Battered Woman Syndrome


Battered Woman Syndrome is an inductive theory that seeks to explain the reactions of women when they are subjected to domestic violence. This theoretical approach seeks to sympathize with women who have been victims of domestic violence. In social context, several women have been exonerated from legal liabilities as a result of expert testimonies on Battered Woman Syndrome.

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Battered Women Who Harm- Inductive Theory

The fight against domestic violence has several dimensions. The most radical progress in the fight against domestic violence came in 1994 when the Violence Against Women Act became law. According to this legislation, resolving domestic disputes is not a prerogative of the legal department alone but it also involves “the medical and health community, social service agencies, community leaders, and the private sector” (Ross, 2007).

Consequently, domestic violence has been updated to encompass its effects on the victims, community, children, and families. Through the spirit of combating domestic violence, the connection between inductive theory and criminal prosecution of victims was established. The Battered Woman Syndrome has always been applied in criminal prosecution processes to address the plight of the women who retaliate to instances of abuse (Schuller & Rzepa, 2002).

The Battered Woman Syndrome is an inductive theory that was constructed after expert observations were made on behaviors of abused women. This paper explores how the Battered Woman Syndrome (BWS) is applied during criminal proceedings in favor of abused women.

There are several stakeholders when it comes to issues of BWS including the Department of Justice, Department of Health and Human Services, the State Justice Institute, and the National Association of Women Judges. The social and legal fraternities concur that “battering has both medical and psychological effects” (Faigman, 2006). Consequently, evidence relating to BWS has been presented in a number of criminal trials that involve domestic violence.

Nevertheless, it is apparent that research on BWS has not yet been exhausted. Consequently, social policy stakeholders recognize that there is need for additional research on BWS. For instance, “the term “battered woman syndrome” does not adequately reflect the breadth or nature of the scientific knowledge that is now available concerning battering and its effects” (McCauley, Kern & Derogatis, 2005). The inclusion of the word ‘syndrome’ in the description of this theory implies that there is a ‘disease’ involved in the manifestation of the BWS.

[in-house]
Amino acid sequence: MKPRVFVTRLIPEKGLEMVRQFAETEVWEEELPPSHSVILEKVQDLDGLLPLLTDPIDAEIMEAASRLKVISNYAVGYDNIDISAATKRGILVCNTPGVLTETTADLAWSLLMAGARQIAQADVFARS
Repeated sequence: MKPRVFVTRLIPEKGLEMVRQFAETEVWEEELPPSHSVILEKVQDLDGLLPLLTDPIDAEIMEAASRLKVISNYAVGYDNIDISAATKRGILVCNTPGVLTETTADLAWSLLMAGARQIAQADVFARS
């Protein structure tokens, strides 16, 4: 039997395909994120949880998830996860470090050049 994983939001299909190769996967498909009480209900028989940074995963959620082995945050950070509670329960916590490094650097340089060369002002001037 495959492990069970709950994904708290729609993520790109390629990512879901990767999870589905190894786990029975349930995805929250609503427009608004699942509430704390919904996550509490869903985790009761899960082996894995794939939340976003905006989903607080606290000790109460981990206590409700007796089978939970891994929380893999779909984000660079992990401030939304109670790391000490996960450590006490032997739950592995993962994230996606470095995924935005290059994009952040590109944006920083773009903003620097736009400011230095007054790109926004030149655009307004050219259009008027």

BWS cannot be used as a summary explanation for the actions of women who have been subjected to domestic violence. Therefore, “expert testimonies in cases that involve BWS should be used to support a battered woman’s claim of self-defense or duress and not to replace it” (Terrance & Matheson, 2003).

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Expert testimonies on the role of BWS in criminal cases against victims of domestic abuse have been used to exonerate suspects. In addition, research indicates that there is ‘scientific evidence and criminal knowledge’ that can validate the premise of BWS. Repeated cases of domestic abuse often lead to reactions that are closely related to traumatic stress.

During criminal-prosecution proceedings, expert witnesses on BWS have been admitted in courtrooms across the country to shed light on the sociological implications of this phenomenon. Overall, the expert testimonies that are offered during criminal prosecutions serve as pointers of the effects of domestic violence.

The information that is contained in expert testimonies also assists “fact finders in their deliberations, and dispels common myths that may interfere with their ability to consider fairly the issues of the case” (Terrance & Matheson, 2003). All the social stakeholders of domestic violence will continue to use and enrich the validity of BWS as a theoretical explanation of its effects.


Faigman, D. L. (2006). The battered woman syndrome and self-defense: A legal and empirical dissent. Virginia Law Review, 2(1), 619-647.

McCauley, J., Kern, D. E. & Derogatis, L. R. (2005). The “battering syndrome”: prevalence and clinical characteristics of domestic violence in primary care internal medicine practices. Annals of internal medicine, 123(10), 737-746.

Ross, L. (2007). The intuitive psychologist and his shortcomings: Distortions in the attribution process. Advances in experimental social psychology, 10(1), 173-220.

Schuller, R. A. & Rzepa, S. (2002). Expert testimony pertaining to battered woman syndrome: Its impact on jurors’ decisions. Law and Human Behavior, 26(6), 655.

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Terrance, C., & Matheson, K. (2003). Undermining reasonableness: Expert testimony in a case involving a battered woman who kills. Psychology of Women Quarterly, 27(1), 37-45.

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